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"Spring, love, birdsong: the nightingale in two cultures"
Wendy Pfeffer
in Willene B. Clark & Meradith T. McMunn, ed., Beasts and Birds of the Middle Ages. The Bestiary and its Legacy, Philadelphia: University of Pennsylvania Press, 1989, 88-95
 

"The nightingale is the most frequently cited bird in the medieval literature of Western Europe. ... The nightingale is a mournful singer of love for the poets of these Latin lyrics, an augur of spring and an inspiration for the poets as well. ... In European vernacular poetry the nightingale has similar functions, and there is a whole vocabulary directly related to the songbird. ... Curiously, although the nightingale is the most frequently cited bird in medieval European poetry, it is a latecomer to the bestiary tradition. The nightingale is not included in early Latin bestiaries and is first noted in the bestiary of Pierre de Beauvais. ... In Persian literature, the nightingale is 'defined' in Farid Ud-din Attar's Mantiq ut-Tair (The Conference of Birds)." - Pfeffer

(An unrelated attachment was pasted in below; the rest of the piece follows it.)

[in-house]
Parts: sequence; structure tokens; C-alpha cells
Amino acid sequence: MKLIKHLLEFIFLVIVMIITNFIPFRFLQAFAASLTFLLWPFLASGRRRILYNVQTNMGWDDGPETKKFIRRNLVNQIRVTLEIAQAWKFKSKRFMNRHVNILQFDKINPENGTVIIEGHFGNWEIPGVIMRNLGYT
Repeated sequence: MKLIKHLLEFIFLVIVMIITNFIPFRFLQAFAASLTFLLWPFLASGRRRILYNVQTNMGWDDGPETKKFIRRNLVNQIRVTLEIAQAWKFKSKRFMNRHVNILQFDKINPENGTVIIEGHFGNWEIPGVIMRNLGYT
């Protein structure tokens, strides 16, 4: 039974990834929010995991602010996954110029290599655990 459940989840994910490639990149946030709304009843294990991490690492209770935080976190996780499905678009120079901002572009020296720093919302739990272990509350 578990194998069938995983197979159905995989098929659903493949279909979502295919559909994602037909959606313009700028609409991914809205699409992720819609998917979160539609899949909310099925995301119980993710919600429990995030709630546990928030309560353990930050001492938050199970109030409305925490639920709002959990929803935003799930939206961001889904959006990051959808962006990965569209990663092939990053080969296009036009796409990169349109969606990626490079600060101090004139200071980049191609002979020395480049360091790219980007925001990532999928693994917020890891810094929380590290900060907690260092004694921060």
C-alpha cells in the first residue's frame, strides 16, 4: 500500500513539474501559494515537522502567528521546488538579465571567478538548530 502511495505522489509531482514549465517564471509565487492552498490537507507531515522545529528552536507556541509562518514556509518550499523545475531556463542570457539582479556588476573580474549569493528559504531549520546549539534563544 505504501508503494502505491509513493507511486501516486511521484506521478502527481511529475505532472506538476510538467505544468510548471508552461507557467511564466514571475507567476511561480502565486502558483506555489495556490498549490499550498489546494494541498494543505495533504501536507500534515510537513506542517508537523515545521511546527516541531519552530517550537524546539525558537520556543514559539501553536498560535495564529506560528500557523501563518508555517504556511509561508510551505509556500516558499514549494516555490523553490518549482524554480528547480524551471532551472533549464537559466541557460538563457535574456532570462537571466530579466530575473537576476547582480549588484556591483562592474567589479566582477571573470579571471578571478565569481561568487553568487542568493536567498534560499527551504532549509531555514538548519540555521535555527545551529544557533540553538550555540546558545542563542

Language: English


 
 
  
 
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